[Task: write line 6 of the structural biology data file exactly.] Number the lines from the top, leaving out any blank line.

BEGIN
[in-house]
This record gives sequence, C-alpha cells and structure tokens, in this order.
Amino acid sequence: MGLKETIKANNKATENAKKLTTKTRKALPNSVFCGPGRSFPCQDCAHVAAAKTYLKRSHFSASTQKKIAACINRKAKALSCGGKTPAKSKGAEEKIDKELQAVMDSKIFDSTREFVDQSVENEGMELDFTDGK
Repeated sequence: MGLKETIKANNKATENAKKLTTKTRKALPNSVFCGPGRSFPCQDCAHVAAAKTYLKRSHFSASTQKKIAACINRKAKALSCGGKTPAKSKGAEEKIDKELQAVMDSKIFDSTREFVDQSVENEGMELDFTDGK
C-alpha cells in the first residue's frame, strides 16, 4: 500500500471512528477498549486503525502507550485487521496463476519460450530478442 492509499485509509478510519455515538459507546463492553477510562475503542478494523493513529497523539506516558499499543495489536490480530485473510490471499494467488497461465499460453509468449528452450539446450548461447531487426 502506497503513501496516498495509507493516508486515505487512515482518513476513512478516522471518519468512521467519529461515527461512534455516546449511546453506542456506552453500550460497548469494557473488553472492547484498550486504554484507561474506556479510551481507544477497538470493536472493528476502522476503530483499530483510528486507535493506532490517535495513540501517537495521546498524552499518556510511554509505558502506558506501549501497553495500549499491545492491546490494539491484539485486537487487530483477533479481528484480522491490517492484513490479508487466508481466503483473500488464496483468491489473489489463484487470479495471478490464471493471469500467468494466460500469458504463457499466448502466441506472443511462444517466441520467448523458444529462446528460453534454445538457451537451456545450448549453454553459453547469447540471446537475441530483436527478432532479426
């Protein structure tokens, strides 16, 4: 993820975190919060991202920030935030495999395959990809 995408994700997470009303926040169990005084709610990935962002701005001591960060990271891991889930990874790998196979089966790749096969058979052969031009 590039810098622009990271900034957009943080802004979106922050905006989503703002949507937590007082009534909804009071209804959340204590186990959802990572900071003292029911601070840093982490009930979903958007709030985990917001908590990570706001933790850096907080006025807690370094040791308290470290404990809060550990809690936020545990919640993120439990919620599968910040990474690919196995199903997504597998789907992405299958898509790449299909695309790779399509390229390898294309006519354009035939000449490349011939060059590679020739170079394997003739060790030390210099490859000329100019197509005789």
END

């Protein structure tokens, strides 16, 4: 993820975190919060991202920030935030495999395959990809 995408994700997470009303926040169990005084709610990935962002701005001591960060990271891991889930990874790998196979089966790749096969058979052969031009 590039810098622009990271900034957009943080802004979106922050905006989503703002949507937590007082009534909804009071209804959340204590186990959802990572900071003292029911601070840093982490009930979903958007709030985990917001908590990570706001933790850096907080006025807690370094040791308290470290404990809060550990809690936020545990919640993120439990919620599968910040990474690919196995199903997504597998789907992405299958898509790449299909695309790779399509390229390898294309006519354009035939000449490349011939060059590679020739170079394997003739060790030390210099490859000329100019197509005789």